Readers like you keep news free for everyone.

More than 5,000 readers have already pitched in to keep free access to The Journal.

For the price of one cup of coffee each week you can help keep paywalls away.

Support us today
Not now

Irish workplaces need 'anger management therapy' to resolve problems - survey

A new survey shows 79 per cent of Irish employees get angry at slacking co-workers, while 73 per cent believe management do not listen to their concerns.

Image: windu via Shutterstock

THE IRISH WORKPLACE can be a hotbed of negative feelings – with a large number of employees reporting anger towards colleagues and management in a new survey by Peninsula Ireland.

The survey, which involved Irish workers from a wide range of industries, found that 79 per cent of Irish employees get angry at slacking co-workers.

A further 73 per cent of employees said they did not feel that management listened to their concerns.

“It’s obvious that the workplace needs anger management therapy,” said Alan Price, managing director of Peninsula Ireland. “Working with people is bound to result in a clash of personalities somewhere along the way, but your reaction is important, and if you feel inclined to rant and rave then you need to take a step away and breathe.”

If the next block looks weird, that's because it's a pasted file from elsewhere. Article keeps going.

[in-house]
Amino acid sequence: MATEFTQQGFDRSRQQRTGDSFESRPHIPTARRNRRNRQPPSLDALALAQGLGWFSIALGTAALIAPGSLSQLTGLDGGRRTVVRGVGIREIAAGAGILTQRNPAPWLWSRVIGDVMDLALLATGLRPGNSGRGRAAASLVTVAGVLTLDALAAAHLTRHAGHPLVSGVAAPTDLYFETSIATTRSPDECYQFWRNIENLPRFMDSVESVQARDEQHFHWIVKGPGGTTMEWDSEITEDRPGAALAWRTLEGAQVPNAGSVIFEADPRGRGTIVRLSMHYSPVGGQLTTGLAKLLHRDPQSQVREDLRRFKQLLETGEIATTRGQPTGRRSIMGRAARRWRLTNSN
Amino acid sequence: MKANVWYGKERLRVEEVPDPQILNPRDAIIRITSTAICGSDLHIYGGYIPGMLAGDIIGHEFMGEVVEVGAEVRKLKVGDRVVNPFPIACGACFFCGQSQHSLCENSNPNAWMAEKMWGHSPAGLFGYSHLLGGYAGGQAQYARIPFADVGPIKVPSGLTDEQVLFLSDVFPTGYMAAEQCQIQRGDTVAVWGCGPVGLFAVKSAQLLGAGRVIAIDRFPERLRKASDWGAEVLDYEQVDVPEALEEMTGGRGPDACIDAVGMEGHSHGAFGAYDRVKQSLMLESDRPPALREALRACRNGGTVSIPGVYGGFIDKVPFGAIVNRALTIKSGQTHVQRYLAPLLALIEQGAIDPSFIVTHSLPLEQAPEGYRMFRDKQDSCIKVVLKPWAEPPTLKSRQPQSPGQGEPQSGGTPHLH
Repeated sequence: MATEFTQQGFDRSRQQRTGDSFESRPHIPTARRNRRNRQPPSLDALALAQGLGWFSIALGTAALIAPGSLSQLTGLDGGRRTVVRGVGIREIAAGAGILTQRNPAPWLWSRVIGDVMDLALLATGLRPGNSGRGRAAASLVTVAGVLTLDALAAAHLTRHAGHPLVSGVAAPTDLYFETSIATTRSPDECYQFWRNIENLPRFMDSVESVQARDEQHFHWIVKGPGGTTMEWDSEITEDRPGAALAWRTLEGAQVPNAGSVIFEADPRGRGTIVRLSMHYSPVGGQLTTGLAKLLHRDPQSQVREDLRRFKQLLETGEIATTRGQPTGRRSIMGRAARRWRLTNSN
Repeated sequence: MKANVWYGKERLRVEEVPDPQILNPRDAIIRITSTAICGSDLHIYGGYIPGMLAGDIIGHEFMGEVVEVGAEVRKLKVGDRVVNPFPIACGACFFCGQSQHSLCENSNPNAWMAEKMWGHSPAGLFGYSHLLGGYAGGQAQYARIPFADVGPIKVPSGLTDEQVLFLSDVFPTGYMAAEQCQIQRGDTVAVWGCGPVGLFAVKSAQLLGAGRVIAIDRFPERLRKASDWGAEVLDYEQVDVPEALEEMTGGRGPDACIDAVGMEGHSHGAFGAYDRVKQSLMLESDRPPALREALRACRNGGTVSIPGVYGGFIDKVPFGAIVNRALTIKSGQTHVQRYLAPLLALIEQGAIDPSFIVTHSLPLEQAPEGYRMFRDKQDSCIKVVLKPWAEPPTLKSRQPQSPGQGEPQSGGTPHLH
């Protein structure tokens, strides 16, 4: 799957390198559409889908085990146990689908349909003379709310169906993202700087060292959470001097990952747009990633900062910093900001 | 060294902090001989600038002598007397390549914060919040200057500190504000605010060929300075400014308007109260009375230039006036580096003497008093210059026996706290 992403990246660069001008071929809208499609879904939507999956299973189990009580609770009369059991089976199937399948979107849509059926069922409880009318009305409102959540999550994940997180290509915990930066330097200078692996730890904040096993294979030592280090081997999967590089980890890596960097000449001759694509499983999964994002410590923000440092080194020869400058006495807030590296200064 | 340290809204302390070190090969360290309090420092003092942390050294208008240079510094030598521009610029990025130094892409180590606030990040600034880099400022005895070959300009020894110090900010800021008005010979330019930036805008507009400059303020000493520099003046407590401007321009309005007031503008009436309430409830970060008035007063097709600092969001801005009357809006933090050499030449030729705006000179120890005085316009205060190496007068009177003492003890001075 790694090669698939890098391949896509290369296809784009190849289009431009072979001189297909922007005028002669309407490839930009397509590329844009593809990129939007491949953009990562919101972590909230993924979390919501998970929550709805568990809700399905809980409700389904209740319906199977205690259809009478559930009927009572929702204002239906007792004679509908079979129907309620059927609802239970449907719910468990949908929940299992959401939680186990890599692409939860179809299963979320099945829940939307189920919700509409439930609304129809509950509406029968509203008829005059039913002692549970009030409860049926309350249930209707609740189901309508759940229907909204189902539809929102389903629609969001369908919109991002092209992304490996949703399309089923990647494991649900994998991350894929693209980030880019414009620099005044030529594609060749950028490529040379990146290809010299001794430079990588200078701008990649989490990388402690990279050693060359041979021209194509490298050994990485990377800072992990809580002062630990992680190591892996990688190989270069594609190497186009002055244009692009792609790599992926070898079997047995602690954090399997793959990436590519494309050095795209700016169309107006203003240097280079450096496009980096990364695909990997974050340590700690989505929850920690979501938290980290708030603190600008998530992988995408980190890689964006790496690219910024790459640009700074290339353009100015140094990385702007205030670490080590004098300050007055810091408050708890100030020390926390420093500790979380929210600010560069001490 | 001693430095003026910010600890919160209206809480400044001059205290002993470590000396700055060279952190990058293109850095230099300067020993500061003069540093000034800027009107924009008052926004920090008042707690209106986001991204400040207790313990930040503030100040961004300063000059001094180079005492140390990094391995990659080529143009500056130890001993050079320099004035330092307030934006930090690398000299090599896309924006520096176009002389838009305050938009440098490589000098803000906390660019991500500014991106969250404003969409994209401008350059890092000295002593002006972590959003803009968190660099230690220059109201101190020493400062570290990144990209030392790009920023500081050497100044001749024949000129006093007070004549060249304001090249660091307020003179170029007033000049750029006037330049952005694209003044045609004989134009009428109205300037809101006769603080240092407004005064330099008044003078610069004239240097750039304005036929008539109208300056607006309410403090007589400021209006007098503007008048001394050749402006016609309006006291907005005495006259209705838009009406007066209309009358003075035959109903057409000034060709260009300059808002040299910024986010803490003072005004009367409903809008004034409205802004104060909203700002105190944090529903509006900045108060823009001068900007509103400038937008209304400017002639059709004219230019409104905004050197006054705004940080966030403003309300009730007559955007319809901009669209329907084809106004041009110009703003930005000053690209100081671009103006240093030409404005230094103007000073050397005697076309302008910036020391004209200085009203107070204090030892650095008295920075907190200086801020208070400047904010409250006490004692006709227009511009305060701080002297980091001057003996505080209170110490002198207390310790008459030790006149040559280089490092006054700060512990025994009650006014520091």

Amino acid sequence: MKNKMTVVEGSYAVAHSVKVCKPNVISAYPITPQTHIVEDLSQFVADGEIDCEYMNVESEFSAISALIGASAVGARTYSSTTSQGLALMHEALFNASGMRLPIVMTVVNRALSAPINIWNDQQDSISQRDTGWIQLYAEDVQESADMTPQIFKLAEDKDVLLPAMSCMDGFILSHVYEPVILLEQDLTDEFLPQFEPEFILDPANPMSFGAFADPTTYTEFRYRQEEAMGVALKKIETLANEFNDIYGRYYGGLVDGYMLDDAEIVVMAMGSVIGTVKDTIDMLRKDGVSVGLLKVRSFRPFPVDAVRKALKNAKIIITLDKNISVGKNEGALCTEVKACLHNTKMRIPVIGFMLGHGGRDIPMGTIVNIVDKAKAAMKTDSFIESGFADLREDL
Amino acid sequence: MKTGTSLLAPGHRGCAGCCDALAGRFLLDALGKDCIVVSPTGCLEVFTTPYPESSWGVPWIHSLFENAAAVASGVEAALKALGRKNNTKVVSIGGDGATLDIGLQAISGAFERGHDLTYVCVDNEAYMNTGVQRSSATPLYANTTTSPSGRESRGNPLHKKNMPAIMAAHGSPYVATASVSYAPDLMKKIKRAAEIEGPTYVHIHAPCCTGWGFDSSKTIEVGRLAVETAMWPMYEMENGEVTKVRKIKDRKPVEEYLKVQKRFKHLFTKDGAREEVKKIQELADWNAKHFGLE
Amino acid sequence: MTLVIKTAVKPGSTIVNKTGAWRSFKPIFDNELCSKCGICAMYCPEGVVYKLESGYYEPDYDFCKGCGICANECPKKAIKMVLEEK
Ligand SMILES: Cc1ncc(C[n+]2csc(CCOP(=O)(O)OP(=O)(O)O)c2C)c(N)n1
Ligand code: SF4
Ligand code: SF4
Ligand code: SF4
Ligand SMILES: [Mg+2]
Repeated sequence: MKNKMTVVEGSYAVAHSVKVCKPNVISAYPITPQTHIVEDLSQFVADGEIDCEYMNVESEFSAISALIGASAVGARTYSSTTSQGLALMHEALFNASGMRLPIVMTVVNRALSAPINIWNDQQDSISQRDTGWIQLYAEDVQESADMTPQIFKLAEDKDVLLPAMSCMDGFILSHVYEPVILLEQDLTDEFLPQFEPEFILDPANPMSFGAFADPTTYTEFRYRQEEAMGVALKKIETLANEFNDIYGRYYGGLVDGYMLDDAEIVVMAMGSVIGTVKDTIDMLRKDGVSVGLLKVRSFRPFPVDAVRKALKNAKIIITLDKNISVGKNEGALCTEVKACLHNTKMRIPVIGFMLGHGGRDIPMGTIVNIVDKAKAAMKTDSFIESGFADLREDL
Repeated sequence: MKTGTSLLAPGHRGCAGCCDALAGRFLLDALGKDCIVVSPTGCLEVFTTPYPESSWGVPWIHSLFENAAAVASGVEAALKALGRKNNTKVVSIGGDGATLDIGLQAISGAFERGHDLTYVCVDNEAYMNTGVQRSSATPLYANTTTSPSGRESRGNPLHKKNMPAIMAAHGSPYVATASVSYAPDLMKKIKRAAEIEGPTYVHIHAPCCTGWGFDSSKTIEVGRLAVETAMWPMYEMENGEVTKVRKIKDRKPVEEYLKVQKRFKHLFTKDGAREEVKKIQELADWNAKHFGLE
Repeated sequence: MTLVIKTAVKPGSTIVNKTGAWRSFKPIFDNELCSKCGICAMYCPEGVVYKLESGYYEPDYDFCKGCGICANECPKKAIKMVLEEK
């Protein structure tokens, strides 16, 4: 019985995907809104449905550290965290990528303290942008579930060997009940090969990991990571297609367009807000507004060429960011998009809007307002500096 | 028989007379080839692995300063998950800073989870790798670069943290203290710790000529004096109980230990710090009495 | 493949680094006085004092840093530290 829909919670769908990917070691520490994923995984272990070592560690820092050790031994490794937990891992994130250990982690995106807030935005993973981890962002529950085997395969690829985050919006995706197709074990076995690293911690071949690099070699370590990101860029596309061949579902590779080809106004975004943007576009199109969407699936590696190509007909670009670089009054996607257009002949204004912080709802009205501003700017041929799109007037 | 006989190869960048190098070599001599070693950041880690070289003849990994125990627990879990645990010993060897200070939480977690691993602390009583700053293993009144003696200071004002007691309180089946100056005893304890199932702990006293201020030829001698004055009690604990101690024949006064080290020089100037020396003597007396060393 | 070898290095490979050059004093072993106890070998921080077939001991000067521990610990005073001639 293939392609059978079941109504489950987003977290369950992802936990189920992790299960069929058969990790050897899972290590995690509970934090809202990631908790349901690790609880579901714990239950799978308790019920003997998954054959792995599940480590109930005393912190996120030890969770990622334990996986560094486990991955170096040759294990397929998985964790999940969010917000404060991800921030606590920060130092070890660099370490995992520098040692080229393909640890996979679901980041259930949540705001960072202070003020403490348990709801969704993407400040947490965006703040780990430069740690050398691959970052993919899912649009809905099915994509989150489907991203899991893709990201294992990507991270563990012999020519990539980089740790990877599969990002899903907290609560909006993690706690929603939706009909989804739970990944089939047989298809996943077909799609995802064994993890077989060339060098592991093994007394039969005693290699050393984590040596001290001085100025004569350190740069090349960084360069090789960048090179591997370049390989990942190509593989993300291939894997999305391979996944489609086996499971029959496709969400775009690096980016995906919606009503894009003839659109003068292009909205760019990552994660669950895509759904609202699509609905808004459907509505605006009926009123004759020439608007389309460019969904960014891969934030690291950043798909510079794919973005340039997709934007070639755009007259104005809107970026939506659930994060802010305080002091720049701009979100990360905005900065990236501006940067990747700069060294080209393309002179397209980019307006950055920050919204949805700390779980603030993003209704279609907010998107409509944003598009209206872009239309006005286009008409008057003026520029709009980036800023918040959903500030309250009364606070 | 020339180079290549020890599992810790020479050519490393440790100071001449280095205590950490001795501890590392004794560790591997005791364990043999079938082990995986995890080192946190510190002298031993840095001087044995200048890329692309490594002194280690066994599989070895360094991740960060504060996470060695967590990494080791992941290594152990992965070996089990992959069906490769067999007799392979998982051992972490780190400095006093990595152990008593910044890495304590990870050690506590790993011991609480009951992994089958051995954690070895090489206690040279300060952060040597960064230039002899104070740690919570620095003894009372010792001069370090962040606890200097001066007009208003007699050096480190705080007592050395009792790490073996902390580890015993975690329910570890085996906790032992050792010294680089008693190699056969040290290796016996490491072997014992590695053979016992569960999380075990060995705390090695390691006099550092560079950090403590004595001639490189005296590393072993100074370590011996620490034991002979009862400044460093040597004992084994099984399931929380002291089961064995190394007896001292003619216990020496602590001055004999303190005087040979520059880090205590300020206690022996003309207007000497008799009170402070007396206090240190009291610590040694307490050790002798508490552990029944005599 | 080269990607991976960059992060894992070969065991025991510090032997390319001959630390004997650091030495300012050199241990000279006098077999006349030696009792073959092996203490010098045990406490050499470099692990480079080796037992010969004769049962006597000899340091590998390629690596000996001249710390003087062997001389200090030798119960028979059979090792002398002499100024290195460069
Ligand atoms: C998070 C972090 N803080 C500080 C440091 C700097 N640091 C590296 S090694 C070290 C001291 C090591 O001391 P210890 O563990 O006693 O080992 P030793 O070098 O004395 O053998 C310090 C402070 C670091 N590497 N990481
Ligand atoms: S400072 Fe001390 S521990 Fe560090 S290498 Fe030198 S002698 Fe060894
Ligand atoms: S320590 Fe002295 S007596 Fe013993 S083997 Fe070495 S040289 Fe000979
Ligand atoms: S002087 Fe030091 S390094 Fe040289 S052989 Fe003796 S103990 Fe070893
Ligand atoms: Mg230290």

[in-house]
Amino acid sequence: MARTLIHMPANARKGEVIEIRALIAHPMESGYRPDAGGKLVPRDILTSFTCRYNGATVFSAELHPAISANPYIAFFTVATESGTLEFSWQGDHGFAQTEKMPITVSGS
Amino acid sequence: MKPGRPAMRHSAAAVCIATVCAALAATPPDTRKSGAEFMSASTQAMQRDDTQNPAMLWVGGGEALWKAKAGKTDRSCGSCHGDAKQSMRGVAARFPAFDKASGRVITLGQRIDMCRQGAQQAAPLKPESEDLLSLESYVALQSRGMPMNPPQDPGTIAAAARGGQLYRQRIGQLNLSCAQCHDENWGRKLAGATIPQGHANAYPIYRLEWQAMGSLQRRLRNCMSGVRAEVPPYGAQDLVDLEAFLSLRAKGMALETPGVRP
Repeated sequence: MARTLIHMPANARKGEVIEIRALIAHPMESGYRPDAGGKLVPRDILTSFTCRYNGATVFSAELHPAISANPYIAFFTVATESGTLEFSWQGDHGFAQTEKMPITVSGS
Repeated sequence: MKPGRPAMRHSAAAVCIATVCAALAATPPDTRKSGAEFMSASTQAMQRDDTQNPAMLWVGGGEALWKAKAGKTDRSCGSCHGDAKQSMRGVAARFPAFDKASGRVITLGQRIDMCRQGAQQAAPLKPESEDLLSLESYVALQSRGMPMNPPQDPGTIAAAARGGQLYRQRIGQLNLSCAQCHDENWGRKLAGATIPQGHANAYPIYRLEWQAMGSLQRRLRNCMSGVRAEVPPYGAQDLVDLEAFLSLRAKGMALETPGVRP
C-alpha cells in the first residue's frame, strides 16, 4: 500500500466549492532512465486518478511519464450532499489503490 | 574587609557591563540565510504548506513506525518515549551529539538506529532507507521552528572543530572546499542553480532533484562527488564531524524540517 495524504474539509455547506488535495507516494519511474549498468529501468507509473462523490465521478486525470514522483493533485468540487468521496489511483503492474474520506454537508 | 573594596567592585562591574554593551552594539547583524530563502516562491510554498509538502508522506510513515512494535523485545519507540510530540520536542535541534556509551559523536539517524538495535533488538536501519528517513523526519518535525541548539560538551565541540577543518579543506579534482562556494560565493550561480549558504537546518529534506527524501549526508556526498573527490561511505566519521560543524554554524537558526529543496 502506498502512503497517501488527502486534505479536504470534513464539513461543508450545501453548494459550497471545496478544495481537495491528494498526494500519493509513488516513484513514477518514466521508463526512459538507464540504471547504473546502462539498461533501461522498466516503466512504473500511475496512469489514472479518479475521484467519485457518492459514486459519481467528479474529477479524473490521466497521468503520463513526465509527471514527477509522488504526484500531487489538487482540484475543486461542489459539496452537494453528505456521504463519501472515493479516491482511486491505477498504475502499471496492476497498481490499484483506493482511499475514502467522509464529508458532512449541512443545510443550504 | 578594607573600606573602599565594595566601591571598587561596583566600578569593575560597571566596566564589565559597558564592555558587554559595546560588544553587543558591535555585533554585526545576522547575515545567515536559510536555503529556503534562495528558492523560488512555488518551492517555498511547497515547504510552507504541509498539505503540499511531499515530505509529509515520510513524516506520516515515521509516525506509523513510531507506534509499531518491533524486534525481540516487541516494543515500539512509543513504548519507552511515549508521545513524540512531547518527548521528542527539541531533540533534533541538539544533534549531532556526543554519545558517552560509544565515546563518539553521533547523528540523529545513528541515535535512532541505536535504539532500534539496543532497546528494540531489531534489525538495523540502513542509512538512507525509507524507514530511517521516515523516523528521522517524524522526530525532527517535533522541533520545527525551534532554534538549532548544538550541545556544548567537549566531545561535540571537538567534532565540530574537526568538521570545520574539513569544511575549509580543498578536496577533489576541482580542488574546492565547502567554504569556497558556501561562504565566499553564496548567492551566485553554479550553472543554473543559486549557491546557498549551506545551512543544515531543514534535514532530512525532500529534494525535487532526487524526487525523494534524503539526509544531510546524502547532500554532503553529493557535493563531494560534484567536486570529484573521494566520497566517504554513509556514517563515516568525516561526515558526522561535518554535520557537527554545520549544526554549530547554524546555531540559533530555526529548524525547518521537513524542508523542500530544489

Price said that all co-workers should pull their weight in any business, but that it was especially important for small businesses as stress can occur with the uneven distribution of tasks and result in anger.

He said employees experiencing anger in the workplace should look at what is prompting negative emotions: “Look at the conversation you have had with the individual, are you partly to blame? Identifying the problem may help in the long term especially if it is a communication related.”

Making a difference

A mix of advertising and supporting contributions helps keep paywalls away from valuable information like this article.

Over 5,000 readers like you have already stepped up and support us with a monthly payment or a once-off donation.

For the price of one cup of coffee each week you can make sure we can keep reliable, meaningful news open to everyone regardless of their ability to pay.

If the problem stems from relationships with management, Price recommends that employees find a HR manager they can confide in so they can express their concerns in a non-confrontational manner.

“Ensure it is a two way conversation. Remember that all employees, including management may well be under pressure at work, this may be the reason to their behaviour, an amicable meeting should resolve any issues,” he said.

Peninsula Ireland questioned 341 Irish workers across a range of industries as part of the survey

Read: 5 pointers to remember in an interview>
Read: Open thread: What’s the weirdest thing you’ve ever put on a CV?>

About the author:

Read next: